Diagnosis

Bedsores are diagnosed upon their clinical presentation. Diagnosis involves taking a detailed history of the patient, which requires onset, duration, and severity of symptoms, history of immobility or disability, diet and water intake, presence of another systemic illness, etc. This is followed by a clinical examination of the ulcerated lesion, and it is given a stage number depending on its severity. Routine tests such as CBC, ESR, random blood sugar, etc., may be necessary if your doctor suspects the risk of underlying disease or infection. 

Differential Diagnosis

Bedsores need to be differentiated from a few other conditions such as diabetes ulcers, ecthyma gangrenosum, pyoderma gangrenosum, venous ulcer, warfarin ulcer, etc.

Treatment

Bedsores require certain measures to limit their progression to the underlying tissues. Bedridden patients or those in wheelchairs need support and care from another person to adjust their position and change it every once in a while to relieve pressure. The use of special mattresses or pillows can also assist in distributing the pressure. Ulcerated lesions require constant care. The affected regions need to be debrided and cleaned regularly to limit the severity of symptoms. The dressings of these ulcers also need to be changed as guided by your doctor. Dietary supplements and adequate water intake are also recommended. If the patient develops an underlying infection of the skin, muscles, or bones, it needs to be treated immediately using the necessary prescribed medications. Surgical repair may be suggested in severe cases.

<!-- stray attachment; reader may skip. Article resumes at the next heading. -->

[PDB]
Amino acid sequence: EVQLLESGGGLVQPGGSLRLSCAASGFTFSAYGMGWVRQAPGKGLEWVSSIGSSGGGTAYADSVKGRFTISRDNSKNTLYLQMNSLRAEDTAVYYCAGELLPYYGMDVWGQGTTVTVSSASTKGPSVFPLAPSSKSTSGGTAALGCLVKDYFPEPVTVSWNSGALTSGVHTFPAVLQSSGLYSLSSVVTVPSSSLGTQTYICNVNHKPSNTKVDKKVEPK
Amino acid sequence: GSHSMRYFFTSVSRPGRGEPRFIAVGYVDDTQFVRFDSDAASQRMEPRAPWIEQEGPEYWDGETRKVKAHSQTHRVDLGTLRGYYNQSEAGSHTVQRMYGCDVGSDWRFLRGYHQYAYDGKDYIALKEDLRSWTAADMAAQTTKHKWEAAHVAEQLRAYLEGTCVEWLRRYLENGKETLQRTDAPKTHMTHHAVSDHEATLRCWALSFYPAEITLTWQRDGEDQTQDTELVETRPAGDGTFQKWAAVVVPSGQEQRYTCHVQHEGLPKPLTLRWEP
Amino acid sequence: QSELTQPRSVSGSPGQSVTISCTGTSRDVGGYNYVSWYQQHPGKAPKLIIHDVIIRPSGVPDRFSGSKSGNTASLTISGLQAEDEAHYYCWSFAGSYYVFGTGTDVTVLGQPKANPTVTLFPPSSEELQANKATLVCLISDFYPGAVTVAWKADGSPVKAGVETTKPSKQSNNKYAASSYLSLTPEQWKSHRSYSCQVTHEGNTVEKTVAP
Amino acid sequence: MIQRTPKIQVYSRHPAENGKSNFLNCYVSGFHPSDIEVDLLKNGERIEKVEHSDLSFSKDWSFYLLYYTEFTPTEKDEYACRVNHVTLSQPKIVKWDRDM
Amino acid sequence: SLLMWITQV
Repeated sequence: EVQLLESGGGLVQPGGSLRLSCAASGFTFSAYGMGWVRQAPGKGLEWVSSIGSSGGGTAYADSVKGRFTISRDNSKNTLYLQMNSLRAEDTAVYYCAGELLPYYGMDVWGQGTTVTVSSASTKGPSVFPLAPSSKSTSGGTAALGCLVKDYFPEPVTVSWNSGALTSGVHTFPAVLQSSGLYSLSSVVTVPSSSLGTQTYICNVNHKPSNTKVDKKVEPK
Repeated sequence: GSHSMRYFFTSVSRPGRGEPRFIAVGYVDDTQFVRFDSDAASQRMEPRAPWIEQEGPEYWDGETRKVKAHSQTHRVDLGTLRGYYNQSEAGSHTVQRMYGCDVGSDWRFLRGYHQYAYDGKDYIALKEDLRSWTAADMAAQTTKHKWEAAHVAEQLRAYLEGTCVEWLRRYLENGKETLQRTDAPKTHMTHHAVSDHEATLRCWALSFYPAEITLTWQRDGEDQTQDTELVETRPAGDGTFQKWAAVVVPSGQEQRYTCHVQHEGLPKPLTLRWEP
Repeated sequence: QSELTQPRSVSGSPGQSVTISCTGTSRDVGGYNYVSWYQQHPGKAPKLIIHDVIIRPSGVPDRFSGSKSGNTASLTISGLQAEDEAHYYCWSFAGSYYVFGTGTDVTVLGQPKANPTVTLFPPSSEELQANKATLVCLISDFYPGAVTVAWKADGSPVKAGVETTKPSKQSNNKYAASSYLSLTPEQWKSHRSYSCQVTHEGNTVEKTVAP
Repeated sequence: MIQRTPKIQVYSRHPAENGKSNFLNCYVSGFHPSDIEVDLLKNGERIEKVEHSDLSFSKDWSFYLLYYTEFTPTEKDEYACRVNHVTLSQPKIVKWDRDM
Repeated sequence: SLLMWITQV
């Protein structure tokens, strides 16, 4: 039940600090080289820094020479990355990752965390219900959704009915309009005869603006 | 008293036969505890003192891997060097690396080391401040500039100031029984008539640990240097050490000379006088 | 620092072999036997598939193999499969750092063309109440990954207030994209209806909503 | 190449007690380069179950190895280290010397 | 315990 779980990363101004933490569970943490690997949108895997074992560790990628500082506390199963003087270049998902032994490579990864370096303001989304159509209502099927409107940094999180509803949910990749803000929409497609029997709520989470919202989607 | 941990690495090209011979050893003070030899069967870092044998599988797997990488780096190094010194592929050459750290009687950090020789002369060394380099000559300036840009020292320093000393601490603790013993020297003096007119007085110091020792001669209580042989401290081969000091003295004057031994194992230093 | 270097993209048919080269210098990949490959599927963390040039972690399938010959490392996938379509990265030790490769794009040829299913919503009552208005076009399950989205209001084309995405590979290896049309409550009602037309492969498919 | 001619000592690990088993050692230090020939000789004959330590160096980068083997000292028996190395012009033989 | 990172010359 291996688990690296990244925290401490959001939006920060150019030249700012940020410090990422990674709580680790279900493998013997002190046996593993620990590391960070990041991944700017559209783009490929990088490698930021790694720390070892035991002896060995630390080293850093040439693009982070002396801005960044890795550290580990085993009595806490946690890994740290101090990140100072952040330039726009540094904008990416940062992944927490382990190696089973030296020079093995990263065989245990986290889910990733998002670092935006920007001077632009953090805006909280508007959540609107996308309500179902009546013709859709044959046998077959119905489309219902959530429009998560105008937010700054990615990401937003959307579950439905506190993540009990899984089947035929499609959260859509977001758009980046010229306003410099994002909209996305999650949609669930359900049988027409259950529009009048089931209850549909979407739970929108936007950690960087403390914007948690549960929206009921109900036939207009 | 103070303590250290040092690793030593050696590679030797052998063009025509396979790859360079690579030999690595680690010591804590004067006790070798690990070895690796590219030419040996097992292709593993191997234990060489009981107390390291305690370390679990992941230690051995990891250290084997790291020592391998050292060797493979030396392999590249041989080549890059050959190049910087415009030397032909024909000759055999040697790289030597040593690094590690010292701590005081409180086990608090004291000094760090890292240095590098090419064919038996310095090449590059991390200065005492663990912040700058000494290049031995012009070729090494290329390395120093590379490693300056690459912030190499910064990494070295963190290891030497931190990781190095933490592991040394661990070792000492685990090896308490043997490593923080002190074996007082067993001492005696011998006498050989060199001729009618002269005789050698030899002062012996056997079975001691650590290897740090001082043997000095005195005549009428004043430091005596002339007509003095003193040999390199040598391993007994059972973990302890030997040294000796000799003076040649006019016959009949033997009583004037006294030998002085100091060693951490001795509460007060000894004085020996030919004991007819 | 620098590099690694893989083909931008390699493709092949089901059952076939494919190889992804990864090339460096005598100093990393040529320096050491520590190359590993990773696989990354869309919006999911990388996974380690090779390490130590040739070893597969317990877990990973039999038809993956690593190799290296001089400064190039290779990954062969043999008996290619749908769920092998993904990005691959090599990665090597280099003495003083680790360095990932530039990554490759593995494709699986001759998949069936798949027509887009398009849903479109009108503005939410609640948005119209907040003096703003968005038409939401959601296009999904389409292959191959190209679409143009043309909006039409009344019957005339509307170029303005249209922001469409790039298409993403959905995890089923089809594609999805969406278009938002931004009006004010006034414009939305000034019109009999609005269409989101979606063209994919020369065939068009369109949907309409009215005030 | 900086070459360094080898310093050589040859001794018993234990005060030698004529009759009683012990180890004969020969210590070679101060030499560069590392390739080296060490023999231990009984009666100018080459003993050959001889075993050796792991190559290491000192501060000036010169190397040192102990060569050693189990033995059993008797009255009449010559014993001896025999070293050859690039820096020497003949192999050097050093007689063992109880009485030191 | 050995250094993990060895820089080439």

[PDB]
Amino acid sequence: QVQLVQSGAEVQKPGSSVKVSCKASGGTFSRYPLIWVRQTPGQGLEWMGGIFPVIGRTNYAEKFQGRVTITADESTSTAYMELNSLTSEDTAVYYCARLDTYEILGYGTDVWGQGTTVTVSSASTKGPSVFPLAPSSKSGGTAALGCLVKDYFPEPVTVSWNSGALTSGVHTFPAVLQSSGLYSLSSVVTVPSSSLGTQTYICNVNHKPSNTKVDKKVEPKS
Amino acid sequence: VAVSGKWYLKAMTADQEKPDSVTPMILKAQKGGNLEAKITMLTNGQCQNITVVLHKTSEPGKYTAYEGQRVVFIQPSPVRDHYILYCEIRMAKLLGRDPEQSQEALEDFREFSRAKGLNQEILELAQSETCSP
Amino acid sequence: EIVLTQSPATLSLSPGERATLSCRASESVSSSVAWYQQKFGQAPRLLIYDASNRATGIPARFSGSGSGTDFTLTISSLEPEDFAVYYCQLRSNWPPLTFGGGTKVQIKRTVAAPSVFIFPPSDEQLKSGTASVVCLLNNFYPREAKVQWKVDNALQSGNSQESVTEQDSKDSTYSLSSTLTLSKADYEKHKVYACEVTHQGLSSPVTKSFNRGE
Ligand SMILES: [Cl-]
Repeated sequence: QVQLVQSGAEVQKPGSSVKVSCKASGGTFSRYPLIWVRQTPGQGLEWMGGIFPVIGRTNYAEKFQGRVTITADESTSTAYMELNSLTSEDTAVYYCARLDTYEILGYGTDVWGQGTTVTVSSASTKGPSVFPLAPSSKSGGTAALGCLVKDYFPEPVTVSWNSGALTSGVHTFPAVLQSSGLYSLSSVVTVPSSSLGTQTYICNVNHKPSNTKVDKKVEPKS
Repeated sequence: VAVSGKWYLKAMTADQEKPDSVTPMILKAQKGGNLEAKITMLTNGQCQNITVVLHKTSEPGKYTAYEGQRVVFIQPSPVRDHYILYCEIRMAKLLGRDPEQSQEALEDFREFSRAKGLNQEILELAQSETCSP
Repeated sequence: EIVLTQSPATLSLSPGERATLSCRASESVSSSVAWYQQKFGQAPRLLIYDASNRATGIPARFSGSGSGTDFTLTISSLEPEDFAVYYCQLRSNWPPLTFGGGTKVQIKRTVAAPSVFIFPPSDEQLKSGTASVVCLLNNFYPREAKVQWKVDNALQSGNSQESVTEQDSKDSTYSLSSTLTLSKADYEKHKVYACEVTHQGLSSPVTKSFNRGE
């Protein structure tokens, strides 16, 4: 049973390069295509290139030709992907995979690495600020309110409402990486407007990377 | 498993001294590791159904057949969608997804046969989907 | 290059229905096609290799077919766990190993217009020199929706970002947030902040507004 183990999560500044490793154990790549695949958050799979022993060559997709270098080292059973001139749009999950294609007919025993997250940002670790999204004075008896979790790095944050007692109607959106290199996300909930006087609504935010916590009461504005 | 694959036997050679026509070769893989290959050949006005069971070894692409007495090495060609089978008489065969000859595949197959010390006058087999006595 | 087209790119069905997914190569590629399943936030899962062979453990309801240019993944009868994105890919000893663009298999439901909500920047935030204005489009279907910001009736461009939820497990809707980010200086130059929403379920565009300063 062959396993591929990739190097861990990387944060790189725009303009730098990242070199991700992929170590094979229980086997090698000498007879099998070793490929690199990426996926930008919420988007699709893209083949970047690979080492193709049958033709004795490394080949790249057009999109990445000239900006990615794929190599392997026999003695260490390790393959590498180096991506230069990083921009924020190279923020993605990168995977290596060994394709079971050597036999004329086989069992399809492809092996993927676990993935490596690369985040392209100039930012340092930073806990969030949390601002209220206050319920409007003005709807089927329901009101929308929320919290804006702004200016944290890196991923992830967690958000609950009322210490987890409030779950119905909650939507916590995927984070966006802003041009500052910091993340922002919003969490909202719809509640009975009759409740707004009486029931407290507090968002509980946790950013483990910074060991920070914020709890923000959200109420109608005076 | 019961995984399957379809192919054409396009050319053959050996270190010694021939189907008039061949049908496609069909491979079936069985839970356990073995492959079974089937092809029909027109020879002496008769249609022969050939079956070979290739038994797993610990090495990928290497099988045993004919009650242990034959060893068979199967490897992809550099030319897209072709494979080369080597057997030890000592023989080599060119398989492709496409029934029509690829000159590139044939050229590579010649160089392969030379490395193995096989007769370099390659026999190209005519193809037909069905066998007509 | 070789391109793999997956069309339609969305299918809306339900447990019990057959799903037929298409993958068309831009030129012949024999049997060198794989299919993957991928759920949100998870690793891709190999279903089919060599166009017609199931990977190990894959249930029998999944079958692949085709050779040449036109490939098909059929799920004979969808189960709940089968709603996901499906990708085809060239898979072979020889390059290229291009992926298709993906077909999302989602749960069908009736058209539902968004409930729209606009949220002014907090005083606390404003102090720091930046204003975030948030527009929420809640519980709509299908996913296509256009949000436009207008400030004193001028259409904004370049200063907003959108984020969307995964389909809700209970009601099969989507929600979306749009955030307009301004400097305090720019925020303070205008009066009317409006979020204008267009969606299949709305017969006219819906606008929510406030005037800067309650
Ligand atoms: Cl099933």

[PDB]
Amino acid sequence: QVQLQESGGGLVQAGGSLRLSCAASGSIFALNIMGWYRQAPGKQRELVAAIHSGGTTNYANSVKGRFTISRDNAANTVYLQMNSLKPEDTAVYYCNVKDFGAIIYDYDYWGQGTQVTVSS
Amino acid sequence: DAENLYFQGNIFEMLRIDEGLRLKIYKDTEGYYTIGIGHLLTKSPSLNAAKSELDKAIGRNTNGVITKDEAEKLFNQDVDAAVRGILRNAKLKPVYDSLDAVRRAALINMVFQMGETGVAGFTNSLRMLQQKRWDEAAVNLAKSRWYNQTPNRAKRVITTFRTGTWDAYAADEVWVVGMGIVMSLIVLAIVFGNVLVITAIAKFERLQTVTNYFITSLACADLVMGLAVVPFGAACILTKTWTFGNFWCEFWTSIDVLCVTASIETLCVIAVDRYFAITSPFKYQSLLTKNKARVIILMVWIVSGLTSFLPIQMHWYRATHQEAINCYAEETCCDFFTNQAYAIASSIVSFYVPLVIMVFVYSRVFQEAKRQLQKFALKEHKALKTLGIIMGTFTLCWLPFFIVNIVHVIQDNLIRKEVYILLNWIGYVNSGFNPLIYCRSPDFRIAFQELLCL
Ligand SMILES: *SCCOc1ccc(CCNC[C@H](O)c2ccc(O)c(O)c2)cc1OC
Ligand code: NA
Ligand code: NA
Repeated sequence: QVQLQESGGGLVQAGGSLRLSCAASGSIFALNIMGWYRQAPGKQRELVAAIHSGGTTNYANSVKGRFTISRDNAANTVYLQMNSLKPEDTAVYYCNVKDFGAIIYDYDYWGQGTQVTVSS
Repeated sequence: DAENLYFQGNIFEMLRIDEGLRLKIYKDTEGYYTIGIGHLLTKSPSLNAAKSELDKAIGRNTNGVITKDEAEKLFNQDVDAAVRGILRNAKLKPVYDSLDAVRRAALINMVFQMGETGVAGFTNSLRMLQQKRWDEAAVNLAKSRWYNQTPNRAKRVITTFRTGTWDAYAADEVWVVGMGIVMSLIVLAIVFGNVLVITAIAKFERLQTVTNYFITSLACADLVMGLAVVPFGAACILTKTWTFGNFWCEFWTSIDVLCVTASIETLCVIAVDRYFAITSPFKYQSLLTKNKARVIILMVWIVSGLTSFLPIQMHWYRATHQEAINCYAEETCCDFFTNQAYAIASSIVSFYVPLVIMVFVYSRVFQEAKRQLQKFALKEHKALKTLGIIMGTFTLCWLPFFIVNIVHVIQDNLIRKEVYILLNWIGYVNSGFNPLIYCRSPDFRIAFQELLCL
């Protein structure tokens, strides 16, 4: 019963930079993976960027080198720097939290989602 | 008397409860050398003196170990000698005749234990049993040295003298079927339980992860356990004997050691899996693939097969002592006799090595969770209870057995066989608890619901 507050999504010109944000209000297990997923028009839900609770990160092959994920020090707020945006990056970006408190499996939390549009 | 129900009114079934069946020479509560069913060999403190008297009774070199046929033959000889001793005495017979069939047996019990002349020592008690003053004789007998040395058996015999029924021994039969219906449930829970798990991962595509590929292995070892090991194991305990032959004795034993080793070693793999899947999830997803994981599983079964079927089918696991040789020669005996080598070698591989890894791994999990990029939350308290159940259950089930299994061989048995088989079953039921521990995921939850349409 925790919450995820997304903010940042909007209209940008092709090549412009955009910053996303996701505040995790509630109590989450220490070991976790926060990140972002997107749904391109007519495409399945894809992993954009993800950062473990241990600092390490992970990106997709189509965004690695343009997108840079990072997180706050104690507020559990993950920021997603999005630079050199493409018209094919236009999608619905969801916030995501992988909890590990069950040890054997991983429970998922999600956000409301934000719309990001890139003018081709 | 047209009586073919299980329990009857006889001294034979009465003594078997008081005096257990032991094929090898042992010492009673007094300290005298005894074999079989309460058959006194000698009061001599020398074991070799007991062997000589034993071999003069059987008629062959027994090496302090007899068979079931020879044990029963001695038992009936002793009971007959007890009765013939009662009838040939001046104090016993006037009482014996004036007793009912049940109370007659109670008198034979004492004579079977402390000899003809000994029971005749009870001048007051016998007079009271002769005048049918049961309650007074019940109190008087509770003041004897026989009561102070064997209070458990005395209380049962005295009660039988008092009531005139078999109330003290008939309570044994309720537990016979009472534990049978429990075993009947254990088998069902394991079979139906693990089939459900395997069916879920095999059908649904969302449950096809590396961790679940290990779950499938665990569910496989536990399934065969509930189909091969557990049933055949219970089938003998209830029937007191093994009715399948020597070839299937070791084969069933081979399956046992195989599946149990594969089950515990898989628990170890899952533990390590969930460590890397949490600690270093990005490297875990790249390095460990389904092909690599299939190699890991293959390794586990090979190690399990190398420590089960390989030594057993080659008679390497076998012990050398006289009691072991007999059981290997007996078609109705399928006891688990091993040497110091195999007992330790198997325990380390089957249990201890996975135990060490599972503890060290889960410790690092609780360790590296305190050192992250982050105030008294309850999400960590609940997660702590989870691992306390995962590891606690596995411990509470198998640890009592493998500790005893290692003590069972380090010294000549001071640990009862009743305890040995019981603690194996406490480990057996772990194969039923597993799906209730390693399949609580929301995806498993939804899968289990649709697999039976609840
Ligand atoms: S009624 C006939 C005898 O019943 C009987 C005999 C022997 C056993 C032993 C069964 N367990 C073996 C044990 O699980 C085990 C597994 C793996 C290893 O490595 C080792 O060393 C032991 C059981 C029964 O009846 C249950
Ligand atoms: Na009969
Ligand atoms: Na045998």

Medication

An antibiotic regimen is prescribed in case of underlying infections or pus discharge. These include imipenem, meropenem, doripenem, ciprofloxacin, metronidazole, etc. Corticosteroids may also be prescribed in limited cases to relieve symptoms. 

Prognosis

Mild to moderate bedsores can be managed well with pressure distribution and other supportive care methods. Severe bedsores may take weeks or months to recover to a certain extent by utilizing proper treatment modalities. Lack of treatment can decrease the life span of an affected person. 

Prevention

Bedsores can be prevented by techniques that relieve pressure over susceptible areas. This can be done by changing positions, using special pillows or mattresses if you are bedridden, lifting yourself every once in a while if possible, using specialty wheelchairs, avoiding sleeping in an elevated position, and maintaining your skin free of moisture. Dietary intake should also be improved along with a sufficient intake of water. It is always beneficial to hire a home nurse or a caregiver if you cannot move or reposition yourself. The caregiver must inspect the pressure areas regularly and notice any visible changes in skin color, temperature or texture at an early stage to avoid further complications.